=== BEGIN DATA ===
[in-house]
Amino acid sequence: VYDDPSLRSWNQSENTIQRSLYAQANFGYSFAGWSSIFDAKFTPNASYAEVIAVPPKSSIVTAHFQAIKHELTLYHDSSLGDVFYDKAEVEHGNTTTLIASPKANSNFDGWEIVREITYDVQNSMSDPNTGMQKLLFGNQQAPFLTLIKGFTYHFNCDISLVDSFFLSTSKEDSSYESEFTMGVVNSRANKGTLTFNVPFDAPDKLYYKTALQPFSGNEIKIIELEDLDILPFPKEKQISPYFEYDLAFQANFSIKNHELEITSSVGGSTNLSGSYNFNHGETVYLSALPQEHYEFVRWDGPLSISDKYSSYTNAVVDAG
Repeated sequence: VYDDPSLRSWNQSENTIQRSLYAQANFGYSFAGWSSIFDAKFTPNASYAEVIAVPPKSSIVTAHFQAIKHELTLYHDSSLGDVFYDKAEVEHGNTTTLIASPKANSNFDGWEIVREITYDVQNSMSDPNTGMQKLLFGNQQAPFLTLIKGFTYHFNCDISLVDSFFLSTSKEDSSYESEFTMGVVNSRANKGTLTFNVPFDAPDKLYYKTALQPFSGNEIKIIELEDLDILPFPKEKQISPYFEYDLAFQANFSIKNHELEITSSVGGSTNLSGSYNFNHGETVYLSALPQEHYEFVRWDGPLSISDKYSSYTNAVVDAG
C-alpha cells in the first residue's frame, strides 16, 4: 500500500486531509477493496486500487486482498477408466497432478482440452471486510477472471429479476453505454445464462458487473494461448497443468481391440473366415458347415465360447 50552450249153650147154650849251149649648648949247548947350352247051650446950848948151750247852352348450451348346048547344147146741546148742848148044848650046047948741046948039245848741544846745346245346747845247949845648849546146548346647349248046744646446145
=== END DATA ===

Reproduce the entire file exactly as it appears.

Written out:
[in-house]
Amino acid sequence: VYDDPSLRSWNQSENTIQRSLYAQANFGYSFAGWSSIFDAKFTPNASYAEVIAVPPKSSIVTAHFQAIKHELTLYHDSSLGDVFYDKAEVEHGNTTTLIASPKANSNFDGWEIVREITYDVQNSMSDPNTGMQKLLFGNQQAPFLTLIKGFTYHFNCDISLVDSFFLSTSKEDSSYESEFTMGVVNSRANKGTLTFNVPFDAPDKLYYKTALQPFSGNEIKIIELEDLDILPFPKEKQISPYFEYDLAFQANFSIKNHELEITSSVGGSTNLSGSYNFNHGETVYLSALPQEHYEFVRWDGPLSISDKYSSYTNAVVDAG
Repeated sequence: VYDDPSLRSWNQSENTIQRSLYAQANFGYSFAGWSSIFDAKFTPNASYAEVIAVPPKSSIVTAHFQAIKHELTLYHDSSLGDVFYDKAEVEHGNTTTLIASPKANSNFDGWEIVREITYDVQNSMSDPNTGMQKLLFGNQQAPFLTLIKGFTYHFNCDISLVDSFFLSTSKEDSSYESEFTMGVVNSRANKGTLTFNVPFDAPDKLYYKTALQPFSGNEIKIIELEDLDILPFPKEKQISPYFEYDLAFQANFSIKNHELEITSSVGGSTNLSGSYNFNHGETVYLSALPQEHYEFVRWDGPLSISDKYSSYTNAVVDAG
C-alpha cells in the first residue's frame, strides 16, 4: 500500500486531509477493496486500487486482498477408466497432478482440452471486510477472471429479476453505454445464462458487473494461448497443468481391440473366415458347415465360447 50552450249153650147154650849251149649648648949247548947350352247051650446950848948151750247852352348450451348346048547344147146741546148742848148044848650046047948741046948039245848741544846745346245346747845247949845648849546146548346647349248046744646446145